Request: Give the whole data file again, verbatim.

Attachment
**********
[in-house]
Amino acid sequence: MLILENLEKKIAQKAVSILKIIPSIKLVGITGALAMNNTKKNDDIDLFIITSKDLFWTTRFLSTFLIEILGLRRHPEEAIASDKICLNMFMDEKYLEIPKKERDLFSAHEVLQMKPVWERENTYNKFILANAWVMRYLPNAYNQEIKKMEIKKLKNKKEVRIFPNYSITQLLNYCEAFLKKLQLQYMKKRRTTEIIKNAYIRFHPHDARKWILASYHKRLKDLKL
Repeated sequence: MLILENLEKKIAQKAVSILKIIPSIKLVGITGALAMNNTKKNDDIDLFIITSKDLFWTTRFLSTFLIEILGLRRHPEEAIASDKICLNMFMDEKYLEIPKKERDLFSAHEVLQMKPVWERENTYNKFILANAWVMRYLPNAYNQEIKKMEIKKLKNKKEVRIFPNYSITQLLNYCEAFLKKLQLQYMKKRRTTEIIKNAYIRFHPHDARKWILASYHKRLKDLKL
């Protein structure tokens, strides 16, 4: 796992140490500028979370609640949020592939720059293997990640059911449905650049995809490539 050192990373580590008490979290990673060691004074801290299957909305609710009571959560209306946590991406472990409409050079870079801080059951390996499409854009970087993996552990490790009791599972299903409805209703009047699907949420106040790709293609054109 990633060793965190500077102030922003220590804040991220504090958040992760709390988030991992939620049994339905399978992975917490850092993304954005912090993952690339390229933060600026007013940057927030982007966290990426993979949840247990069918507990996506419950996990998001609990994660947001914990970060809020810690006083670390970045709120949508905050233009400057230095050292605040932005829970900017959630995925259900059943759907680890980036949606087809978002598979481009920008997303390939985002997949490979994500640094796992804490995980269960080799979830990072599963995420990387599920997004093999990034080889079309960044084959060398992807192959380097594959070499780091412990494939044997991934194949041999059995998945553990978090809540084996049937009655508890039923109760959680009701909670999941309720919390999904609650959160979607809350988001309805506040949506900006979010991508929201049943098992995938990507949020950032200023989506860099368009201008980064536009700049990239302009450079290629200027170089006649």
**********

[in-house]
Amino acid sequence: MLILENLEKKIAQKAVSILKIIPSIKLVGITGALAMNNTKKNDDIDLFIITSKDLFWTTRFLSTFLIEILGLRRHPEEAIASDKICLNMFMDEKYLEIPKKERDLFSAHEVLQMKPVWERENTYNKFILANAWVMRYLPNAYNQEIKKMEIKKLKNKKEVRIFPNYSITQLLNYCEAFLKKLQLQYMKKRRTTEIIKNAYIRFHPHDARKWILASYHKRLKDLKL
Repeated sequence: MLILENLEKKIAQKAVSILKIIPSIKLVGITGALAMNNTKKNDDIDLFIITSKDLFWTTRFLSTFLIEILGLRRHPEEAIASDKICLNMFMDEKYLEIPKKERDLFSAHEVLQMKPVWERENTYNKFILANAWVMRYLPNAYNQEIKKMEIKKLKNKKEVRIFPNYSITQLLNYCEAFLKKLQLQYMKKRRTTEIIKNAYIRFHPHDARKWILASYHKRLKDLKL
């Protein structure tokens, strides 16, 4: 796992140490500028979370609640949020592939720059293997990640059911449905650049995809490539 050192990373580590008490979290990673060691004074801290299957909305609710009571959560209306946590991406472990409409050079870079801080059951390996499409854009970087993996552990490790009791599972299903409805209703009047699907949420106040790709293609054109 990633060793965190500077102030922003220590804040991220504090958040992760709390988030991992939620049994339905399978992975917490850092993304954005912090993952690339390229933060600026007013940057927030982007966290990426993979949840247990069918507990996506419950996990998001609990994660947001914990970060809020810690006083670390970045709120949508905050233009400057230095050292605040932005829970900017959630995925259900059943759907680890980036949606087809978002598979481009920008997303390939985002997949490979994500640094796992804490995980269960080799979830990072599963995420990387599920997004093999990034080889079309960044084959060398992807192959380097594959070499780091412990494939044997991934194949041999059995998945553990978090809540084996049937009655508890039923109760959680009701909670999941309720919390999904609650959160979607809350988001309805506040949506900006979010991508929201049943098992995938990507949020950032200023989506860099368009201008980064536009700049990239302009450079290629200027170089006649």